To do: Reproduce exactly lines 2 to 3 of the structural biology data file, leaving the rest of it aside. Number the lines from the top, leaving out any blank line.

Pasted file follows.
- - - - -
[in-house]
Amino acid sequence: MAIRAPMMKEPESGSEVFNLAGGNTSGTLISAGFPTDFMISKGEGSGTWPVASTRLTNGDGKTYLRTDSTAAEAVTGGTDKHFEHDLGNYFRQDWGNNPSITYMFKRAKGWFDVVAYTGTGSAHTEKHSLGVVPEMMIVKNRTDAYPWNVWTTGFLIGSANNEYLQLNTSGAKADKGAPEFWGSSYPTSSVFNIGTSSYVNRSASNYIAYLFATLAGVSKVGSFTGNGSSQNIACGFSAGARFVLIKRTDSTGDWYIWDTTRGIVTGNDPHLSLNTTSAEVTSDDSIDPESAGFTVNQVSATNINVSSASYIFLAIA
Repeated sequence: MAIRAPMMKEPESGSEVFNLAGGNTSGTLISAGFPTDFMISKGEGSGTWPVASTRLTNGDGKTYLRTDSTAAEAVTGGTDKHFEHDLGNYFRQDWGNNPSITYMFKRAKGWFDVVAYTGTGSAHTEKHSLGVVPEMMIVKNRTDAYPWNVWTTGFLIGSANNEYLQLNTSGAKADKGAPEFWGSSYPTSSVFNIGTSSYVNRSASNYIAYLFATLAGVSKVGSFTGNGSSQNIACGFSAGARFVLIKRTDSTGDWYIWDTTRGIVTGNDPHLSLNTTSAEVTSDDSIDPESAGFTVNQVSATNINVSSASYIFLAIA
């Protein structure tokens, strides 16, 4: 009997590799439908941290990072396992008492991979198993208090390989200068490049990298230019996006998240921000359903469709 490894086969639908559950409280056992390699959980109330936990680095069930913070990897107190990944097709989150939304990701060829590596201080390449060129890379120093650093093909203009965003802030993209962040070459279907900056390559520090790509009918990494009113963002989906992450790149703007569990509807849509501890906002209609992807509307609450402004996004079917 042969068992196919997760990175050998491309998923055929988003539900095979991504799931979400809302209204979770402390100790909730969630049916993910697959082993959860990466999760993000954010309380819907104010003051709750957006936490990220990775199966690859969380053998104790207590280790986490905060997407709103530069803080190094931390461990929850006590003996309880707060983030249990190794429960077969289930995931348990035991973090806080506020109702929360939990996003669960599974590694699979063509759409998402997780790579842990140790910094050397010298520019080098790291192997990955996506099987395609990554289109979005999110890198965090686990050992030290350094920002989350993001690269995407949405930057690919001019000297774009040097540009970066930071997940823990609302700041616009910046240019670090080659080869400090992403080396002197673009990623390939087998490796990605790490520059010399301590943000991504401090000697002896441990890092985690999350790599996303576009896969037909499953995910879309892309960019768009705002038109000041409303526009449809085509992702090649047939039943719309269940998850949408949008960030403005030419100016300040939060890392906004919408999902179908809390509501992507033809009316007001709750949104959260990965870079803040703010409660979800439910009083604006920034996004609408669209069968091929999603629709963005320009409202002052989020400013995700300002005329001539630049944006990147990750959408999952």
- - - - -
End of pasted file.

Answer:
Amino acid sequence: MAIRAPMMKEPESGSEVFNLAGGNTSGTLISAGFPTDFMISKGEGSGTWPVASTRLTNGDGKTYLRTDSTAAEAVTGGTDKHFEHDLGNYFRQDWGNNPSITYMFKRAKGWFDVVAYTGTGSAHTEKHSLGVVPEMMIVKNRTDAYPWNVWTTGFLIGSANNEYLQLNTSGAKADKGAPEFWGSSYPTSSVFNIGTSSYVNRSASNYIAYLFATLAGVSKVGSFTGNGSSQNIACGFSAGARFVLIKRTDSTGDWYIWDTTRGIVTGNDPHLSLNTTSAEVTSDDSIDPESAGFTVNQVSATNINVSSASYIFLAIA
Repeated sequence: MAIRAPMMKEPESGSEVFNLAGGNTSGTLISAGFPTDFMISKGEGSGTWPVASTRLTNGDGKTYLRTDSTAAEAVTGGTDKHFEHDLGNYFRQDWGNNPSITYMFKRAKGWFDVVAYTGTGSAHTEKHSLGVVPEMMIVKNRTDAYPWNVWTTGFLIGSANNEYLQLNTSGAKADKGAPEFWGSSYPTSSVFNIGTSSYVNRSASNYIAYLFATLAGVSKVGSFTGNGSSQNIACGFSAGARFVLIKRTDSTGDWYIWDTTRGIVTGNDPHLSLNTTSAEVTSDDSIDPESAGFTVNQVSATNINVSSASYIFLAIA